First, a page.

The Mariposa Foundation prefers to focus on deserving adults that are trying to jump-start or obtain a second start to their lives versus graduating high school students; hence, why the grant criteria specifies you must be at least 21 years old. This could be a young single mother that wants to expand her horizons, a military spouse that is trying to build their skillsets to find employment, an older adult that wants to retrain to do something they love, or someone that has a great small-business idea … the possibilities are endless.
Vocational training, certification programs, college courses, and small-business classes, which puts deserving adults on a viable pathway to achieving their long-term goals and dreams, such as getting certified with a specific skillset, getting a relevant degree, getting qualified for a new job, starting a small business, etc.
Mariposa Foundation grants can only be used for education and training programs and activities conducted within the United States, and the program or activity must be completed by the end of the following calendar year in which the grant is received.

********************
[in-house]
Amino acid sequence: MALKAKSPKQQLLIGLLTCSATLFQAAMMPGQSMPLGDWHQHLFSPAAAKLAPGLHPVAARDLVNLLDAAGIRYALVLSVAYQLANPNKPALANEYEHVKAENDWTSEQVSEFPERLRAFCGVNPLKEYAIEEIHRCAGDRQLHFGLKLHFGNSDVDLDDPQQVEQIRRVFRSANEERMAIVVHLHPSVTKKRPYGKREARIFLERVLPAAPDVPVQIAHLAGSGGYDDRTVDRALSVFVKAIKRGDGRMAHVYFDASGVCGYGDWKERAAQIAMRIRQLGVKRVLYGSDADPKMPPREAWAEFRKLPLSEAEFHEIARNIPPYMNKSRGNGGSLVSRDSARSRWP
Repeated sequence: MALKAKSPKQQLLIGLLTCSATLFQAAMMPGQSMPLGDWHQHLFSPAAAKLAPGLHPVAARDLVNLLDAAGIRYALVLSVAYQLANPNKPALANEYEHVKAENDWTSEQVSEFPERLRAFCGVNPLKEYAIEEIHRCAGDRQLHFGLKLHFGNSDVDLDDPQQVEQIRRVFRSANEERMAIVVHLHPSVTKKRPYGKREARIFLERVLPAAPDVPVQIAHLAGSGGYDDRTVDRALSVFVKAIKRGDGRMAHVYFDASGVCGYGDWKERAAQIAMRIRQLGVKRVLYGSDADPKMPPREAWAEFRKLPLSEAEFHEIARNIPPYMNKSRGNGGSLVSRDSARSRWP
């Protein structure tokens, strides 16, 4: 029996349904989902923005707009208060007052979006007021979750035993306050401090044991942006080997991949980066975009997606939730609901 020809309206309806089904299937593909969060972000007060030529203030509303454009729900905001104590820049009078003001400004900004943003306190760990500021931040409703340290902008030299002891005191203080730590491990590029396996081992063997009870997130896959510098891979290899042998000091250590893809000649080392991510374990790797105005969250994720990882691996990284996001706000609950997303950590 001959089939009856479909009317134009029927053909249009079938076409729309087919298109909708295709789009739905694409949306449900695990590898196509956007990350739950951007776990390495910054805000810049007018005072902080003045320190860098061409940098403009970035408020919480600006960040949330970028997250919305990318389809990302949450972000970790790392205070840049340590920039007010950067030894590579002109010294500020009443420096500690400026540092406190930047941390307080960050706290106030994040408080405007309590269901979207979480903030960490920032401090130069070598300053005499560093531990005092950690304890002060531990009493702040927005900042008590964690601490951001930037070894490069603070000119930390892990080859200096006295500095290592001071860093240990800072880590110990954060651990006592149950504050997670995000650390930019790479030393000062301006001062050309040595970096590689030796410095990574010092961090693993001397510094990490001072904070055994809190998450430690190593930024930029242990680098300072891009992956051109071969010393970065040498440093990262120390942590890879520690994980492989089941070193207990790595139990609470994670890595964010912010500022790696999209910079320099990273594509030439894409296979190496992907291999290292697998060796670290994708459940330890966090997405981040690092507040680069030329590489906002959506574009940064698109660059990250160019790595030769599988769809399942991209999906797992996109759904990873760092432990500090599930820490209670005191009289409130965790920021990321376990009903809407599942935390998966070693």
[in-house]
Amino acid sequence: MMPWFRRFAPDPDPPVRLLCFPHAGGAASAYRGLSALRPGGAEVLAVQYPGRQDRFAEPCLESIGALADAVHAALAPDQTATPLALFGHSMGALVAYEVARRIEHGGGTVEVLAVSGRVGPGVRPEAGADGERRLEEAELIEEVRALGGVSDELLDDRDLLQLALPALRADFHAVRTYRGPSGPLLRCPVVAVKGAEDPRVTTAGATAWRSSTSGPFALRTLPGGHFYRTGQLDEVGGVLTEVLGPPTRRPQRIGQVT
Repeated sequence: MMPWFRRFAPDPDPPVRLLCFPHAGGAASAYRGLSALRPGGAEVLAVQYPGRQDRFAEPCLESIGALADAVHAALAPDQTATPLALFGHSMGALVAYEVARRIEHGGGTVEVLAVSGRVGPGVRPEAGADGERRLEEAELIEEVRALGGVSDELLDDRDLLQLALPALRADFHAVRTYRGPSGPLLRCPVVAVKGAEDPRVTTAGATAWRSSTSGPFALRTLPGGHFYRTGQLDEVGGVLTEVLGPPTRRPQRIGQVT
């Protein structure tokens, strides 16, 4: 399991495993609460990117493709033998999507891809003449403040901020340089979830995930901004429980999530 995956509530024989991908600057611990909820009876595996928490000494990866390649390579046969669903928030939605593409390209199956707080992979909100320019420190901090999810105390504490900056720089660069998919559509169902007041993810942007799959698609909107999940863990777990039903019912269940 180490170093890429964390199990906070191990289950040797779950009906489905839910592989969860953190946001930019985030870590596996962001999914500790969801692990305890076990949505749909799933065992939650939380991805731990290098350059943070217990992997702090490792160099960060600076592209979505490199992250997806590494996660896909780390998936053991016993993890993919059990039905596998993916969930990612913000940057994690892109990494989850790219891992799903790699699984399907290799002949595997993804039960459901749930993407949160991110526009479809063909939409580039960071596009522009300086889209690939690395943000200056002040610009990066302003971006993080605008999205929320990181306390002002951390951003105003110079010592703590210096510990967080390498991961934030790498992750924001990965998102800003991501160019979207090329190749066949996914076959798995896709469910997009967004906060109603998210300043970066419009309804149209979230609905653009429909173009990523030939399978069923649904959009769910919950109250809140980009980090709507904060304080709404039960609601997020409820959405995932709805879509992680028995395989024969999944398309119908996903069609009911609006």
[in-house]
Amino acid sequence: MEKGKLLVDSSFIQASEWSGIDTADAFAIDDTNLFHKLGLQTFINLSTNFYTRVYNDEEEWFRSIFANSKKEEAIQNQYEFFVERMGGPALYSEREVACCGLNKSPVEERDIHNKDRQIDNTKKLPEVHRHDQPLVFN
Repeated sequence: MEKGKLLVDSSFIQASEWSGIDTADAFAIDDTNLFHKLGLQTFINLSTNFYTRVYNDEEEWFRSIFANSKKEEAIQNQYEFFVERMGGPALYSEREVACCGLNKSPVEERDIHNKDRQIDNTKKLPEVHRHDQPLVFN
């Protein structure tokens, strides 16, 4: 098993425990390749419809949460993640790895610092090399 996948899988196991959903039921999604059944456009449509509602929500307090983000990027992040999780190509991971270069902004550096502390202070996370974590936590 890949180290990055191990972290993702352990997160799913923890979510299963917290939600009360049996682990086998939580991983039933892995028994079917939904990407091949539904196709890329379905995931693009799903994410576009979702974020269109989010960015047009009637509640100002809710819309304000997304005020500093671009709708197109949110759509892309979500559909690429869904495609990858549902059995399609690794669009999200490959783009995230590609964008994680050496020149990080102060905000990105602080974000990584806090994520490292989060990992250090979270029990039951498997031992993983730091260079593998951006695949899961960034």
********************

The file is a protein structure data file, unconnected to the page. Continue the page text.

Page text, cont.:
Recipients are expected to follow through with the plan they proposed in their grant application, submit a Mariposa Foundation Grant Status Report by the end of the following calendar year in which the grant is received, and allow the Mariposa Foundation to use their picture and story on charitable marketing materials, to include the Mariposa Foundation website.
All grant applications are reviewed, selected and awarded once per calendar year by the Mariposa Foundation Advisory Board.
Recipients are notified not later than July 31st of each calendar year.
The Mariposa Foundation disburses grants via a check made payable to the recipient.
Since Mariposa Foundation grants are intended to jump-start recipients on a new pathway, sustaining that pathway is the hope and expectation of the Foundation, but it is ultimately the recipient's responsibility; therefore, recurring or repeat grants to the same recipient are not permitted.
No; since Mariposa Foundation grants are for study in the pursuit of a degree or certification and the foundation does not require recipients to perform services in return, the grants are not taxable.
Yes; the Mariposa Foundation is a 501(c)(3) nonprofit organization recognized by the IRS as being tax-exempt by virtue of its charitable programs. Donors can deduct contributions they make to the Mariposa Foundation, to include tax deductible bequests, transfers or gifts.